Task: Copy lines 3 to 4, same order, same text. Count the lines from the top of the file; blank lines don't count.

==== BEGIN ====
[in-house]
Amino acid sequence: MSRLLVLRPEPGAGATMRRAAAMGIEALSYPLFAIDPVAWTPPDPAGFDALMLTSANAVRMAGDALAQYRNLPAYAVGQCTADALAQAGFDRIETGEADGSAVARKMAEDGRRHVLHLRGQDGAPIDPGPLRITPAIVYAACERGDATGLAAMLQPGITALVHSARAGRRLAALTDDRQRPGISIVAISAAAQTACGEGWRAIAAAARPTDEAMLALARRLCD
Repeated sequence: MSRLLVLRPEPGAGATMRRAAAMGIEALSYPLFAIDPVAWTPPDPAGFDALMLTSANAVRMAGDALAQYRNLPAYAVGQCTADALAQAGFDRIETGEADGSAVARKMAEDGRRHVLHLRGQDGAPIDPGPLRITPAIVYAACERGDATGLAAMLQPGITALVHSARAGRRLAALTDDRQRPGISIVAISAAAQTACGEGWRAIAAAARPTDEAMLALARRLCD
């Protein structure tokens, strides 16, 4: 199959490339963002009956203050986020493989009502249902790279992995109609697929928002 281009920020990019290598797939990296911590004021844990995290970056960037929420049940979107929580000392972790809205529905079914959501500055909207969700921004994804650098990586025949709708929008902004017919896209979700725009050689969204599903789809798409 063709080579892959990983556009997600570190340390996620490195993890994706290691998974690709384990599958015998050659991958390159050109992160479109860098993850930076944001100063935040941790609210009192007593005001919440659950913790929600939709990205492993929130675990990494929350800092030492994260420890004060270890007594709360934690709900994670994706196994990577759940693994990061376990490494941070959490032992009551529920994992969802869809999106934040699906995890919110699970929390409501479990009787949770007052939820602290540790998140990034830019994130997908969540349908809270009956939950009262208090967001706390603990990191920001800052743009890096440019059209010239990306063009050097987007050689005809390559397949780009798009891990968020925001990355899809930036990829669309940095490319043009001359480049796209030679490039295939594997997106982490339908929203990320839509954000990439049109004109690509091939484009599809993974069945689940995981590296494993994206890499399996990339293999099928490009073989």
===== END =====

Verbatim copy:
Repeated sequence: MSRLLVLRPEPGAGATMRRAAAMGIEALSYPLFAIDPVAWTPPDPAGFDALMLTSANAVRMAGDALAQYRNLPAYAVGQCTADALAQAGFDRIETGEADGSAVARKMAEDGRRHVLHLRGQDGAPIDPGPLRITPAIVYAACERGDATGLAAMLQPGITALVHSARAGRRLAALTDDRQRPGISIVAISAAAQTACGEGWRAIAAAARPTDEAMLALARRLCD
């Protein structure tokens, strides 16, 4: 199959490339963002009956203050986020493989009502249902790279992995109609697929928002 281009920020990019290598797939990296911590004021844990995290970056960037929420049940979107929580000392972790809205529905079914959501500055909207969700921004994804650098990586025949709708929008902004017919896209979700725009050689969204599903789809798409 063709080579892959990983556009997600570190340390996620490195993890994706290691998974690709384990599958015998050659991958390159050109992160479109860098993850930076944001100063935040941790609210009192007593005001919440659950913790929600939709990205492993929130675990990494929350800092030492994260420890004060270890007594709360934690709900994670994706196994990577759940693994990061376990490494941070959490032992009551529920994992969802869809999106934040699906995890919110699970929390409501479990009787949770007052939820602290540790998140990034830019994130997908969540349908809270009956939950009262208090967001706390603990990191920001800052743009890096440019059209010239990306063009050097987007050689005809390559397949780009798009891990968020925001990355899809930036990829669309940095490319043009001359480049796209030679490039295939594997997106982490339908929203990320839509954000990439049109004109690509091939484009599809993974069945689940995981590296494993994206890499399996990339293999099928490009073989």